I want to second the review of this book by "Freeborn John" (9/20/2011) which lays forth clearly and succinctly the focus of Walzer's book and its starting point with the idea of our "pluriform identities" that result from what Walzer calls our involuntary associations -- the groups we are born into before we can choose and which might, at any time and in any society, be a relatively disadvantaged group. The business of politics as Walzer sees it here is to negotiate something closer to parity with the advantaged groups, some of which might be involuntary too (like an aristocracy, for example) but others of which might be voluntary ( e. g. a trade union, a chamber of commerce). Politics, then, isn't just a matter of "me" -- the individual, relatively rational agent -- seeking to maximize my "happiness"; rather, it has to do with the way that public policies impact the interactions of groups so that the powerful are limited in their ability to organize everything for their own interests only. Framing the issue at the degree of abstraction that I have here makes it easy to forget that, down in the weeds where it matters, things can be quite difficult to resolve -- matters of race, ethnicity, gender, poverty, ideological commitment, multiculturalism, etc. inevitably surface, and what we call justice or fairness -- which is what freedom makes meaningful -- requires hard and careful thinking and delicate social interaction.

Walzer's chapters in this book seem to have been originally published as individual essays. He has done some re-writing, and he has written "connective tissue" to give his ordering of the essays the feel of a consecutive argument, and by and large, I think he has done so quite successfully.
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Format: Paperback
Walzer begins Politics and Passion with an observation what is empirically evident in all our lives but needs to be reiterated again and again in political philosophy; namely, that we all have pluriform identities. Where Walzer differs from others such as Amartya Sen who have dissented from the tendency towards monocultural identities is his summary of how the plurality of affiliations are often involuntary in nature, the clearest example being that which we involuntarily receive from our parents and guardians in our early youth.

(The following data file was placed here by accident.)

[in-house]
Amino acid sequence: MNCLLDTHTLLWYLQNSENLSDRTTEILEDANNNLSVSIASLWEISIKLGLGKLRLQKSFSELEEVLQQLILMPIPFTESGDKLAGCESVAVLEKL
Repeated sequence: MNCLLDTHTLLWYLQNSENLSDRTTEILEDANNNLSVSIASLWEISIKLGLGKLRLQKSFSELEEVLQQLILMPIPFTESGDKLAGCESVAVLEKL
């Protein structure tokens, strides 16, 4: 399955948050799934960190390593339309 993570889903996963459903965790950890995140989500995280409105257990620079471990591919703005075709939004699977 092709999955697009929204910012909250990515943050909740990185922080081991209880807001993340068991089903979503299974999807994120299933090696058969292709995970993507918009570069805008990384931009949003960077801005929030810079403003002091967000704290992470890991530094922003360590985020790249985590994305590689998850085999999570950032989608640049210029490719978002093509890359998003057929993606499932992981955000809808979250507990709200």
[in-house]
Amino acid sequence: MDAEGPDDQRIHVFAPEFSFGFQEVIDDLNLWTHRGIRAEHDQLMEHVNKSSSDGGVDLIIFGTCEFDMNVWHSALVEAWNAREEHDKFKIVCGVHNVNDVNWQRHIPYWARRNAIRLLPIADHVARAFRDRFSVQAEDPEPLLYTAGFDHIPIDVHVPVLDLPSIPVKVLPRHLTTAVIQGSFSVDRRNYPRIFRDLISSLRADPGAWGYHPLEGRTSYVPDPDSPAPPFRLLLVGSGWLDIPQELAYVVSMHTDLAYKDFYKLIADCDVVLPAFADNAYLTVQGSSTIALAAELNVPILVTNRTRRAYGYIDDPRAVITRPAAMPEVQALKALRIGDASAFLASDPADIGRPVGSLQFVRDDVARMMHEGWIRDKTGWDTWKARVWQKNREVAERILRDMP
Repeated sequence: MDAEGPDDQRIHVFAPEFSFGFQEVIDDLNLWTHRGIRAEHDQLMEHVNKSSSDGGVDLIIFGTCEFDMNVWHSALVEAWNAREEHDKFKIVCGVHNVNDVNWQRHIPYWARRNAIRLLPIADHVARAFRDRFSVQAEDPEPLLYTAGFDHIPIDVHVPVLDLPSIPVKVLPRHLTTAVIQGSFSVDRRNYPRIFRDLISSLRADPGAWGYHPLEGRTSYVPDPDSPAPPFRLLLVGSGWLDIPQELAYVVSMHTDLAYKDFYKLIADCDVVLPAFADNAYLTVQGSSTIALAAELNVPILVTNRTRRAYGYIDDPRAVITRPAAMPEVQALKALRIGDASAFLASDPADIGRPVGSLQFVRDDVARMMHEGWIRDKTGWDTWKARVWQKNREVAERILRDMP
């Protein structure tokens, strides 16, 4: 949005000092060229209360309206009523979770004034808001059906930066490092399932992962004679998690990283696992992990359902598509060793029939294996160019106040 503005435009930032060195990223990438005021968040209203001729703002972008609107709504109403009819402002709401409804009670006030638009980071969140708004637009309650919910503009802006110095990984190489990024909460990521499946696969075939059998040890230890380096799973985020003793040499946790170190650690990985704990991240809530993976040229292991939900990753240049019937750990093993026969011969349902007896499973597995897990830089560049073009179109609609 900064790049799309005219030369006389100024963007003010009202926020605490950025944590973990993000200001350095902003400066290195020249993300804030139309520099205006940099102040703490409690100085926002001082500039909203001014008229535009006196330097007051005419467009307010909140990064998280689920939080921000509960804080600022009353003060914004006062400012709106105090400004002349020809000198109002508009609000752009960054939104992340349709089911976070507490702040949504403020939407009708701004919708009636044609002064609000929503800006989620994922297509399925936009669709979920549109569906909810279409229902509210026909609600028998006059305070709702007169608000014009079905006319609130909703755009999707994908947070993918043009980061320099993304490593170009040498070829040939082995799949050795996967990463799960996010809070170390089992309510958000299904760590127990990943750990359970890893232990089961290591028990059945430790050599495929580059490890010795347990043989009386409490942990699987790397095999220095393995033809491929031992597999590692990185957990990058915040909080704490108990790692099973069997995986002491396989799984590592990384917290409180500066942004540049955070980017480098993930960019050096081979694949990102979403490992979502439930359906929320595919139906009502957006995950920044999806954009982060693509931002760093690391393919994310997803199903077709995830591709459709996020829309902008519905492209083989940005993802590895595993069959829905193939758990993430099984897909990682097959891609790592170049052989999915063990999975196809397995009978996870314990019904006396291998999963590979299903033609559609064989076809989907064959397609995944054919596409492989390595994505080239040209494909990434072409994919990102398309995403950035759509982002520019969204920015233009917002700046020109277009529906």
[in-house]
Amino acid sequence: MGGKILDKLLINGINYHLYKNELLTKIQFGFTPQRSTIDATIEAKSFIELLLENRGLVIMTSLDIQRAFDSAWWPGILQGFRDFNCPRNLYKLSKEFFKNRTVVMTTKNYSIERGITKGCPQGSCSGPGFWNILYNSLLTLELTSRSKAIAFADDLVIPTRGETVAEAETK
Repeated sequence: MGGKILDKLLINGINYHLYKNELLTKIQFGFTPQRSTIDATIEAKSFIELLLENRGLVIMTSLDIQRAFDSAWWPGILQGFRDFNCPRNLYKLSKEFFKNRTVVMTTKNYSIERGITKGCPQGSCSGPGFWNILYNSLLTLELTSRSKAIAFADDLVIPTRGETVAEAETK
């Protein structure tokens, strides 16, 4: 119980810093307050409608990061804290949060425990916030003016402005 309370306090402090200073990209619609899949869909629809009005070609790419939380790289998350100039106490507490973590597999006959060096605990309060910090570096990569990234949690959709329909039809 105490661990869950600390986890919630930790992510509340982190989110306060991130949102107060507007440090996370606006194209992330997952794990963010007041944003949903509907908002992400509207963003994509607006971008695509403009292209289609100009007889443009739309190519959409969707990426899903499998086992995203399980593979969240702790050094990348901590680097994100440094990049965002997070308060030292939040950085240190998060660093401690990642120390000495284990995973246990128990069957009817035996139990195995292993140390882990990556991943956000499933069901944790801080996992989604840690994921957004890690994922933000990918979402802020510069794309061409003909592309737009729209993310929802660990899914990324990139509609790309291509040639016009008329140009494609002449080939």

In the course of a discussion of international politics that aims to spread an emancipatory ideal (often coterminous with the spread of liberal democracy) Walzer makes the following comment: "a politics committed to transcending group life, breaking the categories of difference, is likely to be ineffective (there are many examples); and it is pretty sure to be nasty and repressive in its own way. Individuals with rights are also individuals with emotions: they have the affiliative passions that go with their practical attachments, and if we want to strengthen their hand, some of the help they need has to come via their own political associations (p. 138)."

Liberalism is, argues Walzer, a philosophy that does - in a fashion - aim to transcend group life. With the noble (in theory at least) goal of promoting a universal egalititarianism for all inhabitants qua citizens. Walzer is certainly not alone in noting that the problem is that a nation's citizenship (those who seek and are involved in the political process) and its inhabitants are not synonymous.